My Letter To The State Board of Education Regarding NGSS Adoption And Implementation

Things have been a little hectic for me recently as summer vacation rapidly comes to a close and the new school year rapidly approaches, but I did set aside a little (I’d hoped) time today draft a letter to the California State Board of Education about the Next Generation Science Standards and the proposed middle school framework. The CSTA hosted a discussion forum locally last night that I attended. They recommended sending additional feedback directly to the Board and encouraged a couple of CC’s as well. (I’ve already gotten a couple of out-of-the-office automated replies, so now is maybe not the ideal time to be sending this out.) I’m copying the letter below.

To: California State Board of Education

CC: California Science Teachers Association & Phil Lafontaine

Subject: Feedback on NGSS Adoption And Implementation

Distinguished members of the California State Board of Education –

I am a middle school science teacher currently working in Los Angeles, having recently relocated from Oakland.

I understand that California is well on its way to adopting the Next Generation Science Standards, and has even begun proposing grade-level content sequences, and this letter is to offer feedback about those efforts.

I wish to be clear at the outset that I strongly believe that California should not adopt the NGSS. I have laid out my arguments to that effect elsewhere, especially here:

In short, in their efforts to place a greater emphasis on “scientific practices”, the NGSS sacrifice the superior clarity, specificity, and rigor that we know is possible from existing state standards (like California’s).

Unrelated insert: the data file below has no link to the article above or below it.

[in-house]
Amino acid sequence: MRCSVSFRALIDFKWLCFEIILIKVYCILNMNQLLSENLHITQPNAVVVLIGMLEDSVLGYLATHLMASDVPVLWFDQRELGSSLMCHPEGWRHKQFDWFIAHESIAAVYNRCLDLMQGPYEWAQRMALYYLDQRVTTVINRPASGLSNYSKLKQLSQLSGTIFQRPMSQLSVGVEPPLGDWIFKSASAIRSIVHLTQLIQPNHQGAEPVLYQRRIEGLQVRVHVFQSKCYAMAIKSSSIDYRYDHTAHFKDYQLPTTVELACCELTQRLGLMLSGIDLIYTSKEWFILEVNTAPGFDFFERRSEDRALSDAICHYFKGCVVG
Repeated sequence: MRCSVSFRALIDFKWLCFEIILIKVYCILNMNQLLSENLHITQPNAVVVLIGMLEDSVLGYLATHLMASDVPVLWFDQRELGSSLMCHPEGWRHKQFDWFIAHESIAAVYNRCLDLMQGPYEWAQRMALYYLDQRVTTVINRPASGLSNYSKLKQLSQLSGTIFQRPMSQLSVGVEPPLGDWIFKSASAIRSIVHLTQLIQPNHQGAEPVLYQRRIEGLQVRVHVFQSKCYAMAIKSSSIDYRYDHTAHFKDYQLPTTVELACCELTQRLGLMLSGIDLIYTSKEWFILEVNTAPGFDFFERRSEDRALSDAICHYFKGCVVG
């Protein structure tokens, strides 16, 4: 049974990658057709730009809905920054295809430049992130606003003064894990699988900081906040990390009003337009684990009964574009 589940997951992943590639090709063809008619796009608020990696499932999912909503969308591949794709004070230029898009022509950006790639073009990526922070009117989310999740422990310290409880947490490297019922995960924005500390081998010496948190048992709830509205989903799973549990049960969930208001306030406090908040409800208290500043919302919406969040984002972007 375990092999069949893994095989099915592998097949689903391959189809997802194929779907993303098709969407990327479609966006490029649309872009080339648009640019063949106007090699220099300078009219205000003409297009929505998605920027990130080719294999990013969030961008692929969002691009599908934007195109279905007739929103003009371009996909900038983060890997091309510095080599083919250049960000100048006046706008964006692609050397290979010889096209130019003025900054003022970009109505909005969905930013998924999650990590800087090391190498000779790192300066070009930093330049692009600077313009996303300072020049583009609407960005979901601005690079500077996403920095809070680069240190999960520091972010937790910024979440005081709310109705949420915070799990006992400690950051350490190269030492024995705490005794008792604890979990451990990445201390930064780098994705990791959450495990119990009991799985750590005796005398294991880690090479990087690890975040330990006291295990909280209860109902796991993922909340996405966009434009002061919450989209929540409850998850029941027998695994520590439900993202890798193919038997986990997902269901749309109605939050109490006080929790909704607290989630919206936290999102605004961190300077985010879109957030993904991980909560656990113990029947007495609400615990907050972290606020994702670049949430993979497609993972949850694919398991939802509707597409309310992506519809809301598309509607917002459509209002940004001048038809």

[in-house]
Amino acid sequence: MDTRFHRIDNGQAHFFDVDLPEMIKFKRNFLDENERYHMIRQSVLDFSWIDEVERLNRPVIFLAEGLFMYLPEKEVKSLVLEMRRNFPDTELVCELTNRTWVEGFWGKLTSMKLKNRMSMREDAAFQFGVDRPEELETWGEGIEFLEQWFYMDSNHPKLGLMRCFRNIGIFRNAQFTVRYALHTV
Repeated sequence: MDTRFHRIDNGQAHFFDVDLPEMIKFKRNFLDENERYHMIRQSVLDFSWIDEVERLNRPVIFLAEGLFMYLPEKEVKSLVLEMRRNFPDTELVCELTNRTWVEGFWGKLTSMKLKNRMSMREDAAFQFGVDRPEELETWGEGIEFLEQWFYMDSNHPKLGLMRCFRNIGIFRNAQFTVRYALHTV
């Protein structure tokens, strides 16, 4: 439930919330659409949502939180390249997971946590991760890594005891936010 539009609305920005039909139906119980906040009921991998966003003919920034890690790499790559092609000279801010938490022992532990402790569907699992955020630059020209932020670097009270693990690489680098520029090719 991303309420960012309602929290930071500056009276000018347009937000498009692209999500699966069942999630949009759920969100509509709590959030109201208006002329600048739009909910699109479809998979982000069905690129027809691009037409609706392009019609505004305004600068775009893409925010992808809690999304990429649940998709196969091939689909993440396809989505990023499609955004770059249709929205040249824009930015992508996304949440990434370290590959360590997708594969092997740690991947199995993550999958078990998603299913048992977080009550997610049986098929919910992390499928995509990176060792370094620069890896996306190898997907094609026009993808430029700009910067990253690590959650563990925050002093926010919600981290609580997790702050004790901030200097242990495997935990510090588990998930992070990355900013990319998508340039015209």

Moreover, by narrowing the science content to which students will be exposed (and stating only vaguely what they will be exposed to), the NGSS likely undermine their own objectives. A clear finding in the research literature – including much of the literature cited by NGSS supporters – is that proficiency with scientific practices depends on factual content knowledge. The NGSS will therefore likely reduce – rather than expand – the extent to which students are able to “think like scientists” across contexts.

The most comprehensive analysis of the NGSS to date that I am aware of is the Fordham Institute’s report, and it reaches similar conclusions:

The NGSS are by no means terrible, but they are a substantial step down in quality from California’s existing standards. If California wishes to improve its science standards – a worthy goal – we would do better to modify our existing standards than to abandon them altogether. This would allow us to improve our standards while preserving their strengths and without imposing unnecessary costs, confusion, and challenges on our educators and education system.

If, however, California does proceed with NGSS adoption, implementation poses a large number of additional challenges. The organization of the NGSS into grade levels is one such challenge.